All inquests are held in public and reporters may be present. In practice a minority of inquests are reported. The Coroner is aware of the tragic circumstances and will endeavour to treat each one sympathetically. The existence of suicide notes will be acknowledged but the contents will not be read out, except at the specific request of the next-of-kin and then only at the discretion of the Coroner. Every attempt is made to ensure that the inquest proceedings are not unduly intrusive on families concerned.
If a death is (or will be) properly reportable to the Coroner, his permission is required before organs are harvested for transplantation. In addition the written consent of the next-of-kin is required. If the Coroner grants permission for organ harvesting the subsequent post-mortem examination will be a limited one. The matter must be fully discussed with the Coroner, at the appropriate time, to allow him to reach a decision in the matter. In general, the Coroner will facilitate requests for organ harvesting and transplantation.
The district Coroner must be notified in every case where a body is to be taken abroad, whether or not there has been a Coroners inquiry, post-mortem examination or an inquest. This applies even if the death was due to natural causes and has been certified by a doctor (i.e. not originally a Coroner's case). It is the Coroner in whose district the body is lying who must be notified. If satisfied in relation to the cause of death the Coroner will issue a certificate, usually to the funeral director, for presentation to the appropriate authorities permitting removal of the body from the jurisdiction.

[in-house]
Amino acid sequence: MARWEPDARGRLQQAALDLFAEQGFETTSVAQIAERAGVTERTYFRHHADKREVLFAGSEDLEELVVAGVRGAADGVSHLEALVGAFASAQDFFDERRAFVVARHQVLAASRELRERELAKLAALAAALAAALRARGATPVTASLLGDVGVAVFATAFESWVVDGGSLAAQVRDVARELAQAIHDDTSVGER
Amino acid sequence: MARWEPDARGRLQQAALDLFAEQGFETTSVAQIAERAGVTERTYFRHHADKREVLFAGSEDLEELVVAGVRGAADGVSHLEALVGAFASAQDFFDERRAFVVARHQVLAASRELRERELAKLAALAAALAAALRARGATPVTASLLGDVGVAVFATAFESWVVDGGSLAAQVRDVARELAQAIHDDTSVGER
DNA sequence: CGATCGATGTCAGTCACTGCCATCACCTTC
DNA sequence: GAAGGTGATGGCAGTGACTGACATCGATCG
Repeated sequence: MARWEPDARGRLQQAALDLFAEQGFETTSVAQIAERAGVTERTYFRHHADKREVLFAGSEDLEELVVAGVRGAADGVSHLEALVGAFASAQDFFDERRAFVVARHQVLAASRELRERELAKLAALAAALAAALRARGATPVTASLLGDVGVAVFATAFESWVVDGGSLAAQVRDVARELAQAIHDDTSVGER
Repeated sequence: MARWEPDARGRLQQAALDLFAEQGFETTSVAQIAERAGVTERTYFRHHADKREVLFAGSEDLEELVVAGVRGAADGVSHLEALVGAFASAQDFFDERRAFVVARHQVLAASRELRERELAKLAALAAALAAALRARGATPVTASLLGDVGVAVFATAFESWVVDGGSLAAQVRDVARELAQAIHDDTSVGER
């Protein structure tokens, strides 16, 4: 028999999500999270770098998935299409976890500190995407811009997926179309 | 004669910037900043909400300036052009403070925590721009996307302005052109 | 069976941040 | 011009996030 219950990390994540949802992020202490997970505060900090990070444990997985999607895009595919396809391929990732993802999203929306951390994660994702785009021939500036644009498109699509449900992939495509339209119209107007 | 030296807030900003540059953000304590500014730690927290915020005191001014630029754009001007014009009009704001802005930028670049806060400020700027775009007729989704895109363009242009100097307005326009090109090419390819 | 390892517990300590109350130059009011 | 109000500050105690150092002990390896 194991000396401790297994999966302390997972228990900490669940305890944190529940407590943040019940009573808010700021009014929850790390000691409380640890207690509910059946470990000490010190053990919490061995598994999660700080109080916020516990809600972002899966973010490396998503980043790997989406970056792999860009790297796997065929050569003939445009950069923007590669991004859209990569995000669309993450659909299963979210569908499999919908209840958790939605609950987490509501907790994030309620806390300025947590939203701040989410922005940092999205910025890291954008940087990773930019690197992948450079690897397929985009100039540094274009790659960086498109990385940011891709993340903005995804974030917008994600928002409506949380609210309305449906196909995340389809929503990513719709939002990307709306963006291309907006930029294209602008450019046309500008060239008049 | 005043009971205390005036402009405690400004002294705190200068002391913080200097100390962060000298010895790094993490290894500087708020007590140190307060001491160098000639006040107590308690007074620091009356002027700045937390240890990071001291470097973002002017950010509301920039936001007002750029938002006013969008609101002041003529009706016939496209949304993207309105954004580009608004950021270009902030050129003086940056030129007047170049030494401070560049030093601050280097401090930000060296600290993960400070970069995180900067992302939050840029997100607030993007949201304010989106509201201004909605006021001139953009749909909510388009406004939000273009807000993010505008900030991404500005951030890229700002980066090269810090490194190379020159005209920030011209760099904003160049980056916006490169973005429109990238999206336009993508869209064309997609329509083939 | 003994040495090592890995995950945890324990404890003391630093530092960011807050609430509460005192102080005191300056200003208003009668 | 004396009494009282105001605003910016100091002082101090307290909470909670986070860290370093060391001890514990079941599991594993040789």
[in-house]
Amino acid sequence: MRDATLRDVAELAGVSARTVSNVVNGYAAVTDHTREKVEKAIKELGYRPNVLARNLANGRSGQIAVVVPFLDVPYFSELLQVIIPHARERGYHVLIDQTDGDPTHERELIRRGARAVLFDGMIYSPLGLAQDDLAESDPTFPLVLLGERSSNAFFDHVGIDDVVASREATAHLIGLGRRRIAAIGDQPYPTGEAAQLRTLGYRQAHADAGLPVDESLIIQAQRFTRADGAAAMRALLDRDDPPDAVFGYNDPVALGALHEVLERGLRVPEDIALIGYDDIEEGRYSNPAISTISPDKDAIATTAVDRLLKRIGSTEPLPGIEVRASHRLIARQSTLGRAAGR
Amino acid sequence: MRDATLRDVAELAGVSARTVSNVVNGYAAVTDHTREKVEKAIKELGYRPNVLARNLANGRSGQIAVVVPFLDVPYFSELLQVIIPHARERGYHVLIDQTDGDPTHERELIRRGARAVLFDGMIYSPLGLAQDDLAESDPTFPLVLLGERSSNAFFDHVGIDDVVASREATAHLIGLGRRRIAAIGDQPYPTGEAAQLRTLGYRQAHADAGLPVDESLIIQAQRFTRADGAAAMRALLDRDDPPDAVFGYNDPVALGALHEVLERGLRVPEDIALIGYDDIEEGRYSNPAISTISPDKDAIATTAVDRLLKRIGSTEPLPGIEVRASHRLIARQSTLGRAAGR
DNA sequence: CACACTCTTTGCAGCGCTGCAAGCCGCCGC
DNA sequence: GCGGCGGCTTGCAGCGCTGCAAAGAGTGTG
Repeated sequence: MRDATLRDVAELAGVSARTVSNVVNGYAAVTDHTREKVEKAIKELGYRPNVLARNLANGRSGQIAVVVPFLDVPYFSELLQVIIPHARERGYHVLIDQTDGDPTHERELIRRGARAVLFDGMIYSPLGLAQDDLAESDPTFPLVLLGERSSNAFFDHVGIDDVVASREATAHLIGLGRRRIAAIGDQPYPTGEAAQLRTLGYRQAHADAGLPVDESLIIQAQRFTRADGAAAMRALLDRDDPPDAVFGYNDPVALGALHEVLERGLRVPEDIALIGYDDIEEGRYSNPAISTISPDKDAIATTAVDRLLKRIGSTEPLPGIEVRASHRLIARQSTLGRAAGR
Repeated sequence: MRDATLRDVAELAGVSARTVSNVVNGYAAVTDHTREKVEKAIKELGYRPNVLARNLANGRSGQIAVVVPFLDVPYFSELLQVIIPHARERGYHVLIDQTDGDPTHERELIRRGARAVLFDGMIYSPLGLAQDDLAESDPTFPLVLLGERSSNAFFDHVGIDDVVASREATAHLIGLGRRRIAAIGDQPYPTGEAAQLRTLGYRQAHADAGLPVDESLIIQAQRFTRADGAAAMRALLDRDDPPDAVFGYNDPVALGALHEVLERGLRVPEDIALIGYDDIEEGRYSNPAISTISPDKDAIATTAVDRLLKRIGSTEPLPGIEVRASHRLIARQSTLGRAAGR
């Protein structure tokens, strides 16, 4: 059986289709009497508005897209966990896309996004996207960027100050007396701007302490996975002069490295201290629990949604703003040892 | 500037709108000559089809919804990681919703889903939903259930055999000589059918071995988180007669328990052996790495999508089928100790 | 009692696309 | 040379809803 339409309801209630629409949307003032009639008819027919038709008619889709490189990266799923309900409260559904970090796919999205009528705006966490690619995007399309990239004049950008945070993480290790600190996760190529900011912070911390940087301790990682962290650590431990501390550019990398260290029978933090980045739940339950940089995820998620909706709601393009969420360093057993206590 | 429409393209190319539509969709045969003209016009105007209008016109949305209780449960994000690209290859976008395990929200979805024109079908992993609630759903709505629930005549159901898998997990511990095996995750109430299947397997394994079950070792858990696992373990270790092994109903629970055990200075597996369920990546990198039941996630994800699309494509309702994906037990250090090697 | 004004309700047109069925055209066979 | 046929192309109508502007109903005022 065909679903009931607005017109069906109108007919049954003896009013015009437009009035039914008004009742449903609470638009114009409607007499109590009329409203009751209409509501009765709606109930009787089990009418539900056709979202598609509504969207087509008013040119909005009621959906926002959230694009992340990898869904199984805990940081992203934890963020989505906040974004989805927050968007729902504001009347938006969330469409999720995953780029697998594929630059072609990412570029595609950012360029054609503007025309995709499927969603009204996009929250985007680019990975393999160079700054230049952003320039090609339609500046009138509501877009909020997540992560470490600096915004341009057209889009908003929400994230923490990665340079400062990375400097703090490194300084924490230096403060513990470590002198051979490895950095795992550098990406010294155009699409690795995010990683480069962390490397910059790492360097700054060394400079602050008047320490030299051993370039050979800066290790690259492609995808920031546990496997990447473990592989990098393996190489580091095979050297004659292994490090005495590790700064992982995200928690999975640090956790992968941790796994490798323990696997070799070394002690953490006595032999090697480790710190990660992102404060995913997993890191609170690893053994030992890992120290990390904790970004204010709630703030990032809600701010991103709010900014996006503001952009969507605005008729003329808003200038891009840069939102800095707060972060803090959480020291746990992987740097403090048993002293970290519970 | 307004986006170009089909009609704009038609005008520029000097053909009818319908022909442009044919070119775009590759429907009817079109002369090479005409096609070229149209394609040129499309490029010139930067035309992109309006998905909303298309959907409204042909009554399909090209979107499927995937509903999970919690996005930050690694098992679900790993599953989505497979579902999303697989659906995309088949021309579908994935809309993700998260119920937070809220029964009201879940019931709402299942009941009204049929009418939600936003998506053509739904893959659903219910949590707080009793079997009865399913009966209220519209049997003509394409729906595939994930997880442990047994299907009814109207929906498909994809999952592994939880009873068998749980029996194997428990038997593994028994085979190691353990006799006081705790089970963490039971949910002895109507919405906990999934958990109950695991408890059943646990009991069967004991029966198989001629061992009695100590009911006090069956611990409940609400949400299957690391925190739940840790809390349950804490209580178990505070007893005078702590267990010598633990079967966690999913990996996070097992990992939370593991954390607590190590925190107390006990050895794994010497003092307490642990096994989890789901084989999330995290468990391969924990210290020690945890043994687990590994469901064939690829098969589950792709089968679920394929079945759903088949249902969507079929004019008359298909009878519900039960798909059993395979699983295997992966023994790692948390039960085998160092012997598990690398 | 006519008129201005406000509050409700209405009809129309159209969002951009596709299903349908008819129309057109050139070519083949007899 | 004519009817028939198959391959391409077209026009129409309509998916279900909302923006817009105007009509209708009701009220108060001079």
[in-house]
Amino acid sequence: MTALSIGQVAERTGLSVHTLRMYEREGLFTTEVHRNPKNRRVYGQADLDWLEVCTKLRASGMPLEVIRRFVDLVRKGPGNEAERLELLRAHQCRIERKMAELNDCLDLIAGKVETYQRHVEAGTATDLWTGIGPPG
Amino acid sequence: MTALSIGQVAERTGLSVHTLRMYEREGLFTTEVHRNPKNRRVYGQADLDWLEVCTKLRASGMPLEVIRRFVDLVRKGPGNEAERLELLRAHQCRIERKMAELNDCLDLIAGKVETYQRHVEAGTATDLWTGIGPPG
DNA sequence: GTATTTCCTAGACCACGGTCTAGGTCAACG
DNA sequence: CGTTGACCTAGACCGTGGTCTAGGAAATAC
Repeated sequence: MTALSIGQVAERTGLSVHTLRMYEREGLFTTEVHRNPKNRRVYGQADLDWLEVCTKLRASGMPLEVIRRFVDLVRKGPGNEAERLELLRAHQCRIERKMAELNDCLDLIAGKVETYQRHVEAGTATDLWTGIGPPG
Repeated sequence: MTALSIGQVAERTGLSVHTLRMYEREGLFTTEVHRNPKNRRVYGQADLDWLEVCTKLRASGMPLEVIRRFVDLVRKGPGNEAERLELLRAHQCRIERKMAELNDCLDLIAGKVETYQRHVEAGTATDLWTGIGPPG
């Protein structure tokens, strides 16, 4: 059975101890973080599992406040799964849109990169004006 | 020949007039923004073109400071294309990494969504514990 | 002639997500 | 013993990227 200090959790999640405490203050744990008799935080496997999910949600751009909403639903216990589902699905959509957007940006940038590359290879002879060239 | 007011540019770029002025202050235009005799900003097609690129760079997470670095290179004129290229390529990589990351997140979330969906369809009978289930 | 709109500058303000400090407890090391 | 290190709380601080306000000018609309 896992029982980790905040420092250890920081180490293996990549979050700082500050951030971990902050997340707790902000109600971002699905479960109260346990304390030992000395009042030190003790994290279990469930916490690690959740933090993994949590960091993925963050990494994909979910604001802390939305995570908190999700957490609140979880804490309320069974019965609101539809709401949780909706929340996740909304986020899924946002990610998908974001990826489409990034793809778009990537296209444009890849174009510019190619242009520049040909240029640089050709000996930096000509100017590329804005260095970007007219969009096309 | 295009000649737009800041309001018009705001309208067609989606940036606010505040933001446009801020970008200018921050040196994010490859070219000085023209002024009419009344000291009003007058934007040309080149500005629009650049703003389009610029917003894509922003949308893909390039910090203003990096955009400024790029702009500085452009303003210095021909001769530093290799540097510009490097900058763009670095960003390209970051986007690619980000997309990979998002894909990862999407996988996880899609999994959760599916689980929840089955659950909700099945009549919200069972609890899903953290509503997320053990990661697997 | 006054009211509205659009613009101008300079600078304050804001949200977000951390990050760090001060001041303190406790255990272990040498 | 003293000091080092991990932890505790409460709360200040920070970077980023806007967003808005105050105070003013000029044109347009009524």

When a body is returned to Ireland following death abroad, the Coroner will not normally be involved, except where a question in relation to an unnatural death abroad occurs or when next-of-kin raise concerns with the Coroner in relation to the circumstances surrounding a death.